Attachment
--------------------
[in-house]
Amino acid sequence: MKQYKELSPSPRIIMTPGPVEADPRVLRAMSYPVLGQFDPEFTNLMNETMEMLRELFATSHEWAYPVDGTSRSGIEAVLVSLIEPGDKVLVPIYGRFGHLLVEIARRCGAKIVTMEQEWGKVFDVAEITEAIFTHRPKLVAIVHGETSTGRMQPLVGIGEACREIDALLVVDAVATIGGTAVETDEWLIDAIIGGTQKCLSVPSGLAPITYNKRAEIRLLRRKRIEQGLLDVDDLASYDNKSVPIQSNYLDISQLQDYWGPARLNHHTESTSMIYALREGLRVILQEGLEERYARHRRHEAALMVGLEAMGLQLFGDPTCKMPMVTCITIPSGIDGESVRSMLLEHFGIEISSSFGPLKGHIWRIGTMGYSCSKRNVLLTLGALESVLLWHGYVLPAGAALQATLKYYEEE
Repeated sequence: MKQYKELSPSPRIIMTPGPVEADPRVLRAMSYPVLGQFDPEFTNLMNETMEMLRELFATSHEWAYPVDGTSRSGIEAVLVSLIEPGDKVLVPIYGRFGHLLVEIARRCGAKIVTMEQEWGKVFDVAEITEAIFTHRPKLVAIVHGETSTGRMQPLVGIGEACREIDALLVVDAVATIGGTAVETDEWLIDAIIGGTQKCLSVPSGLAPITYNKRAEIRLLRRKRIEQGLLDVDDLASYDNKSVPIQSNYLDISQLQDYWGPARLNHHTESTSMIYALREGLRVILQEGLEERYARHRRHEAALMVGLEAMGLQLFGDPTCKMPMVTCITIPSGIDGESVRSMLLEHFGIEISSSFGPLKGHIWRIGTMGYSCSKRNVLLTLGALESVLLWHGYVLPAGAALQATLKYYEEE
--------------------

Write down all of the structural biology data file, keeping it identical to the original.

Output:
[in-house]
Amino acid sequence: MKQYKELSPSPRIIMTPGPVEADPRVLRAMSYPVLGQFDPEFTNLMNETMEMLRELFATSHEWAYPVDGTSRSGIEAVLVSLIEPGDKVLVPIYGRFGHLLVEIARRCGAKIVTMEQEWGKVFDVAEITEAIFTHRPKLVAIVHGETSTGRMQPLVGIGEACREIDALLVVDAVATIGGTAVETDEWLIDAIIGGTQKCLSVPSGLAPITYNKRAEIRLLRRKRIEQGLLDVDDLASYDNKSVPIQSNYLDISQLQDYWGPARLNHHTESTSMIYALREGLRVILQEGLEERYARHRRHEAALMVGLEAMGLQLFGDPTCKMPMVTCITIPSGIDGESVRSMLLEHFGIEISSSFGPLKGHIWRIGTMGYSCSKRNVLLTLGALESVLLWHGYVLPAGAALQATLKYYEEE
Repeated sequence: MKQYKELSPSPRIIMTPGPVEADPRVLRAMSYPVLGQFDPEFTNLMNETMEMLRELFATSHEWAYPVDGTSRSGIEAVLVSLIEPGDKVLVPIYGRFGHLLVEIARRCGAKIVTMEQEWGKVFDVAEITEAIFTHRPKLVAIVHGETSTGRMQPLVGIGEACREIDALLVVDAVATIGGTAVETDEWLIDAIIGGTQKCLSVPSGLAPITYNKRAEIRLLRRKRIEQGLLDVDDLASYDNKSVPIQSNYLDISQLQDYWGPARLNHHTESTSMIYALREGLRVILQEGLEERYARHRRHEAALMVGLEAMGLQLFGDPTCKMPMVTCITIPSGIDGESVRSMLLEHFGIEISSSFGPLKGHIWRIGTMGYSCSKRNVLLTLGALESVLLWHGYVLPAGAALQATLKYYEEE